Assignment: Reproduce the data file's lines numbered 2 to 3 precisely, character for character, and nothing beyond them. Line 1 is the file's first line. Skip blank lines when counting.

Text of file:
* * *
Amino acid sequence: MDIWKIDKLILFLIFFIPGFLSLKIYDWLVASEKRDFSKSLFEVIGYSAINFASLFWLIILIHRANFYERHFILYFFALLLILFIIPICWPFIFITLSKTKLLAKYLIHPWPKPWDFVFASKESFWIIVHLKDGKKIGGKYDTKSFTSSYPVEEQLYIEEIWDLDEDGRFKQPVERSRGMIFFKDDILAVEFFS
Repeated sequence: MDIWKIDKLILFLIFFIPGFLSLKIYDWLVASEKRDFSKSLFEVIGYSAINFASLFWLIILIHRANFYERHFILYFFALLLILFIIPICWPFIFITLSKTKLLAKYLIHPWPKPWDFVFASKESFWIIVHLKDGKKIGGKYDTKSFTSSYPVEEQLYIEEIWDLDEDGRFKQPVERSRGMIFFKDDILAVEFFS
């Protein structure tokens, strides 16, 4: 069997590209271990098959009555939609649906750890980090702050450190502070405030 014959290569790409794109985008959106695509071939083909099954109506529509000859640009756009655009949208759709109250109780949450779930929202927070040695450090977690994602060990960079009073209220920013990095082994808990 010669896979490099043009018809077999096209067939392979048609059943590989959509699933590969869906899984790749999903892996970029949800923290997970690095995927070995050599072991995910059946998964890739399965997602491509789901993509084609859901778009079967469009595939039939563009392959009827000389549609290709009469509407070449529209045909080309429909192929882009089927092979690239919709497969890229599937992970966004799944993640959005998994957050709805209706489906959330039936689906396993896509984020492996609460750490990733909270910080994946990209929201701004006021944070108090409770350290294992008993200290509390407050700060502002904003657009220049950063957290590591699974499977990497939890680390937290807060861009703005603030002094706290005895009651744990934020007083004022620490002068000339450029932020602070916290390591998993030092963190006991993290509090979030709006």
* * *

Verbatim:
Repeated sequence: MDIWKIDKLILFLIFFIPGFLSLKIYDWLVASEKRDFSKSLFEVIGYSAINFASLFWLIILIHRANFYERHFILYFFALLLILFIIPICWPFIFITLSKTKLLAKYLIHPWPKPWDFVFASKESFWIIVHLKDGKKIGGKYDTKSFTSSYPVEEQLYIEEIWDLDEDGRFKQPVERSRGMIFFKDDILAVEFFS
């Protein structure tokens, strides 16, 4: 069997590209271990098959009555939609649906750890980090702050450190502070405030 014959290569790409794109985008959106695509071939083909099954109506529509000859640009756009655009949208759709109250109780949450779930929202927070040695450090977690994602060990960079009073209220920013990095082994808990 010669896979490099043009018809077999096209067939392979048609059943590989959509699933590969869906899984790749999903892996970029949800923290997970690095995927070995050599072991995910059946998964890739399965997602491509789901993509084609859901778009079967469009595939039939563009392959009827000389549609290709009469509407070449529209045909080309429909192929882009089927092979690239919709497969890229599937992970966004799944993640959005998994957050709805209706489906959330039936689906396993896509984020492996609460750490990733909270910080994946990209929201701004006021944070108090409770350290294992008993200290509390407050700060502002904003657009220049950063957290590591699974499977990497939890680390937290807060861009703005603030002094706290005895009651744990934020007083004022620490002068000339450029932020602070916290390591998993030092963190006991993290509090979030709006």